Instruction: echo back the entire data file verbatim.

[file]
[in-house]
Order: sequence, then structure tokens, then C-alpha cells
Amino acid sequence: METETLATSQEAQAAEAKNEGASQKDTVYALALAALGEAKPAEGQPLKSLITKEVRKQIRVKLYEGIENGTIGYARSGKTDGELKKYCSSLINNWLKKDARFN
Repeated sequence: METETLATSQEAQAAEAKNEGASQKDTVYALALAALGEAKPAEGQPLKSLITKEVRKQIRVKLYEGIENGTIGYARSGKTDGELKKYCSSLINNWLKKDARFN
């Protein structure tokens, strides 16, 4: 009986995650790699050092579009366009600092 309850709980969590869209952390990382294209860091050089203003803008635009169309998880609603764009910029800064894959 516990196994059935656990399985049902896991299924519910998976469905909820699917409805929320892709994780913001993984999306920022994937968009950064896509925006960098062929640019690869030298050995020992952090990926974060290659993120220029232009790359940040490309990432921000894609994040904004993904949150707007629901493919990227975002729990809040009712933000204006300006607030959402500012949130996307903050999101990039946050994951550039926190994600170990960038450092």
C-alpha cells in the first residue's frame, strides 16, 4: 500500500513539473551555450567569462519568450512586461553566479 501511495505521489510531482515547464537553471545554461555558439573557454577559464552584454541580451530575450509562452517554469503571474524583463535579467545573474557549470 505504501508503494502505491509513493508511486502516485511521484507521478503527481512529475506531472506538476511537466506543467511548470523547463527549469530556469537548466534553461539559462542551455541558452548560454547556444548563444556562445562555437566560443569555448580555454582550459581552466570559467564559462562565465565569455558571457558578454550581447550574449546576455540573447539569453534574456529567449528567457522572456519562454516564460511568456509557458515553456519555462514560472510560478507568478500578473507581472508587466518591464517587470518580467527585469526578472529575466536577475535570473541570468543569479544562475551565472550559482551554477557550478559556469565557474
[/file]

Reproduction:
[in-house]
Order: sequence, then structure tokens, then C-alpha cells
Amino acid sequence: METETLATSQEAQAAEAKNEGASQKDTVYALALAALGEAKPAEGQPLKSLITKEVRKQIRVKLYEGIENGTIGYARSGKTDGELKKYCSSLINNWLKKDARFN
Repeated sequence: METETLATSQEAQAAEAKNEGASQKDTVYALALAALGEAKPAEGQPLKSLITKEVRKQIRVKLYEGIENGTIGYARSGKTDGELKKYCSSLINNWLKKDARFN
């Protein structure tokens, strides 16, 4: 009986995650790699050092579009366009600092 309850709980969590869209952390990382294209860091050089203003803008635009169309998880609603764009910029800064894959 516990196994059935656990399985049902896991299924519910998976469905909820699917409805929320892709994780913001993984999306920022994937968009950064896509925006960098062929640019690869030298050995020992952090990926974060290659993120220029232009790359940040490309990432921000894609994040904004993904949150707007629901493919990227975002729990809040009712933000204006300006607030959402500012949130996307903050999101990039946050994951550039926190994600170990960038450092």
C-alpha cells in the first residue's frame, strides 16, 4: 500500500513539473551555450567569462519568450512586461553566479 501511495505521489510531482515547464537553471545554461555558439573557454577559464552584454541580451530575450509562452517554469503571474524583463535579467545573474557549470 505504501508503494502505491509513493508511486502516485511521484507521478503527481512529475506531472506538476511537466506543467511548470523547463527549469530556469537548466534553461539559462542551455541558452548560454547556444548563444556562445562555437566560443569555448580555454582550459581552466570559467564559462562565465565569455558571457558578454550581447550574449546576455540573447539569453534574456529567449528567457522572456519562454516564460511568456509557458515553456519555462514560472510560478507568478500578473507581472508587466518591464517587470518580467527585469526578472529575466536577475535570473541570468543569479544562475551565472550559482551554477557550478559556469565557474